Soul Fire Farm CSA Newsletter
Week #5 – July 27, 2012
Contents of Share this Week
- green string beans – 1 1/4 lbs
- yellow string beans – 1/2 lb
- cucumbers – 4-5
- chard – 1 bunch
- collard greens or tatsoi – 1 bunch
- lettuce – heads or cut greens
- green onions – 1 bunch
- scallions – 1 bunch
- basil – 1 bunch
- parsley – 1 bunch
- eggs or sprouts (mung bean, green lentil, spicy mustard mix, chick pea)
- Your CSA is delivered every Friday with one exception. CSA delivery will take place MONDAY AUGUST 20th instead of Friday August 17. Same times – 2:15 WHMS, 2:30 TVHS, 3-4:00 Albany, 4:00+ Troy. So the upcoming delivery dates are 8/3, 8/10, 8/20, and 8/24. The farmers are going family camping for the week including 8/17. (What?!? Vacation? Yes, vacation.)
- Please return your boxes, egg cartons, and clean, clear plastic bags. Thank you so much!
- Remember that you are always welcome to visit socially and/or to volunteer. Give a call to schedule a time.
Miso Mayo Dip
This is a brilliantly simple recipe from our shareholder Simon Burke-Lipiczky
Thought I might remind you of the easiest way to eat a pound of raw green beans by yourself… I learned this from a Japanese housewife Engish student of mine when I lived in Tokyo a 15 years ago.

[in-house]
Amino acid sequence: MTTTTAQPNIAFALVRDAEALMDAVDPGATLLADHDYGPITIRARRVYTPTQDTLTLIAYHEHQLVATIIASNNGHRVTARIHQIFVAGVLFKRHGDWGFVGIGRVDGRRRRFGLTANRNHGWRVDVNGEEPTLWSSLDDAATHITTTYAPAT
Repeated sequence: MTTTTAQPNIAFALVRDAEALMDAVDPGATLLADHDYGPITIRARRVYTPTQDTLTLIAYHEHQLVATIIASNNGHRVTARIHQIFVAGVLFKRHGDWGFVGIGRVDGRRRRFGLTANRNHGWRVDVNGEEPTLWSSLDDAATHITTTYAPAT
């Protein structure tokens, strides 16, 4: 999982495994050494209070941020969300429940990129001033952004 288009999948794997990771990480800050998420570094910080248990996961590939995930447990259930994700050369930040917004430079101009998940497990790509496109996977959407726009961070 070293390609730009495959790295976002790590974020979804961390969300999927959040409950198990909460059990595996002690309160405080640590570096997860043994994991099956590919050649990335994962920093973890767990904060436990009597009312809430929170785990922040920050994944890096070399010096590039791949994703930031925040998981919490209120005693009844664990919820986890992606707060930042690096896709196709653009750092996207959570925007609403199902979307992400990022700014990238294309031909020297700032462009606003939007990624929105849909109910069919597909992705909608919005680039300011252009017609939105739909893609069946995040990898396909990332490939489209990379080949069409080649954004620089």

You will need: 3 cucumbers, 1 clove garlic, ¼ red onion, ½ cup plain yogurt or keifer, ¼ cup white vinegar, a little less than a ¼ cup olive oil, 1 tbsp mayonnaise, ½ tsp cumin, and salt/pepper to taste. Add mint if you like!
The first step is to thinly slice the cucumbers and place them in a bowl with about a teaspoon of salt. The cukes need a good sweat before they join the rest of the ingredients in order to not water down the final product. Let them chill (like a cucumber) to shed some of their water content for about 20 minutes.
While the cucumbers are busy working with the salt, chop 1 clove of garlic and thinly slice ¼ of a red onion. I usually go light on these since when the prepared salad is in the fridge for a day or two, this flavoring becomes pretty dominant, so depending on taste preference, you could bump up the garlic and onion quantity.
In a large bowl whisk ¼ cup white vinegar, ½ cup of plain yogurt, 1 tbsp of mayonnaise, ½ tsp of cumin, and about ¼ cup of olive oil together. Add garlic, onion. Salt and pepper to taste. To add another dynamic to this dish, chop about half a bundle of English mint if you like and stir into the dressing.
Once the cucumbers are done sitting for the 20 minutes, rinse the salt off of the slices and push against a colander to drain any access moisture. Combine the dressing and the cucumbers and set in the fridge for a while so the flavors can blend.
Food Justice News
Six basic principles of community food security (From the Community Food Security Coalition):
- Low Income Food Needs
Like the anti-hunger movement, CFS is focused on meeting the food needs of low income communities, reducing hunger and improving individual health.
- Broad Goals